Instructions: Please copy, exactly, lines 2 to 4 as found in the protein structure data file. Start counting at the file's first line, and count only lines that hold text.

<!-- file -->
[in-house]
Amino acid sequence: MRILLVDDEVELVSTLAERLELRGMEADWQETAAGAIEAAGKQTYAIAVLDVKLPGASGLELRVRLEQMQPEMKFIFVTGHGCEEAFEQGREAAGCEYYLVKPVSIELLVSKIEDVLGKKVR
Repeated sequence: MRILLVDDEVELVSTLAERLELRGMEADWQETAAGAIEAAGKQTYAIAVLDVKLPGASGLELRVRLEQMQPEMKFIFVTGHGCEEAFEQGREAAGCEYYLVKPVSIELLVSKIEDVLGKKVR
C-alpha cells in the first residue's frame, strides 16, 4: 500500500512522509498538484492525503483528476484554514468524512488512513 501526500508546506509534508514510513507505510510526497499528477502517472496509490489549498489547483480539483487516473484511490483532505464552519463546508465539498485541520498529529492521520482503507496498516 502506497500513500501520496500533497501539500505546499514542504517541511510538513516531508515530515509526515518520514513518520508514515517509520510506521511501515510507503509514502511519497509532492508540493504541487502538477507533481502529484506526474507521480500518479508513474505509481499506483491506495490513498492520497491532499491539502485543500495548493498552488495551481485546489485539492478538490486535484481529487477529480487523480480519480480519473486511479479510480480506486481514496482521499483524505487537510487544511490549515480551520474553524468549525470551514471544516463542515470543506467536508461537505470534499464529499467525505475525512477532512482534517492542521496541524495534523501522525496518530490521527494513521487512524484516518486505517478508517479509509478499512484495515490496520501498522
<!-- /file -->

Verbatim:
Amino acid sequence: MRILLVDDEVELVSTLAERLELRGMEADWQETAAGAIEAAGKQTYAIAVLDVKLPGASGLELRVRLEQMQPEMKFIFVTGHGCEEAFEQGREAAGCEYYLVKPVSIELLVSKIEDVLGKKVR
Repeated sequence: MRILLVDDEVELVSTLAERLELRGMEADWQETAAGAIEAAGKQTYAIAVLDVKLPGASGLELRVRLEQMQPEMKFIFVTGHGCEEAFEQGREAAGCEYYLVKPVSIELLVSKIEDVLGKKVR
C-alpha cells in the first residue's frame, strides 16, 4: 500500500512522509498538484492525503483528476484554514468524512488512513 501526500508546506509534508514510513507505510510526497499528477502517472496509490489549498489547483480539483487516473484511490483532505464552519463546508465539498485541520498529529492521520482503507496498516 502506497500513500501520496500533497501539500505546499514542504517541511510538513516531508515530515509526515518520514513518520508514515517509520510506521511501515510507503509514502511519497509532492508540493504541487502538477507533481502529484506526474507521480500518479508513474505509481499506483491506495490513498492520497491532499491539502485543500495548493498552488495551481485546489485539492478538490486535484481529487477529480487523480480519480480519473486511479479510480480506486481514496482521499483524505487537510487544511490549515480551520474553524468549525470551514471544516463542515470543506467536508461537505470534499464529499467525505475525512477532512482534517492542521496541524495534523501522525496518530490521527494513521487512524484516518486505517478508517479509509478499512484495515490496520501498522